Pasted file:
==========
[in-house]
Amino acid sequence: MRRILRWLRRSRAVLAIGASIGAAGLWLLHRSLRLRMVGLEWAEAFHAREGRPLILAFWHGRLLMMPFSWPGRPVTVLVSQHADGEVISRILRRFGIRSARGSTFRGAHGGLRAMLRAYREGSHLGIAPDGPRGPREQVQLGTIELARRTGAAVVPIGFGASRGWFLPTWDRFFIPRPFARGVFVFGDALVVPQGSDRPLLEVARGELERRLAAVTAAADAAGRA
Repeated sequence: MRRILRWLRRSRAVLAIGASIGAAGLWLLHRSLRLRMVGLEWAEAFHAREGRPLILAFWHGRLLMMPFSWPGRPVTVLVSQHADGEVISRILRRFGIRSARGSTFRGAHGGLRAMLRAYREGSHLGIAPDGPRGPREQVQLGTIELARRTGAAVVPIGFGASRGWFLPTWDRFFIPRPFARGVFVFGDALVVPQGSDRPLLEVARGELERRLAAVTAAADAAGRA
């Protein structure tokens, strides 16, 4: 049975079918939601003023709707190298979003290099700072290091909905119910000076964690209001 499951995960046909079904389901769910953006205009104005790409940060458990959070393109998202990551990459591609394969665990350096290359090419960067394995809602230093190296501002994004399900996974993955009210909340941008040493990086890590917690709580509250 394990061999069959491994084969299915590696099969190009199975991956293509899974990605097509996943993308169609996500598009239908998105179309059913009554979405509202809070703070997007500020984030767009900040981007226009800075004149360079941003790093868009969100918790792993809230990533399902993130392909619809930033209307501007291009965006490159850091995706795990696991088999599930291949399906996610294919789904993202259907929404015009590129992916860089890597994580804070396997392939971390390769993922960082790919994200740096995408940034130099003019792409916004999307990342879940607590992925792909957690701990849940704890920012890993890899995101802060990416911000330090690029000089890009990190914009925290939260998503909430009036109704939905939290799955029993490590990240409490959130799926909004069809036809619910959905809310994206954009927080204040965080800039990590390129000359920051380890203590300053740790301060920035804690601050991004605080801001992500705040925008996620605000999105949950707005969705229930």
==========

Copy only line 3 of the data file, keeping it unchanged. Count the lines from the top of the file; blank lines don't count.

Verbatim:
Repeated sequence: MRRILRWLRRSRAVLAIGASIGAAGLWLLHRSLRLRMVGLEWAEAFHAREGRPLILAFWHGRLLMMPFSWPGRPVTVLVSQHADGEVISRILRRFGIRSARGSTFRGAHGGLRAMLRAYREGSHLGIAPDGPRGPREQVQLGTIELARRTGAAVVPIGFGASRGWFLPTWDRFFIPRPFARGVFVFGDALVVPQGSDRPLLEVARGELERRLAAVTAAADAAGRA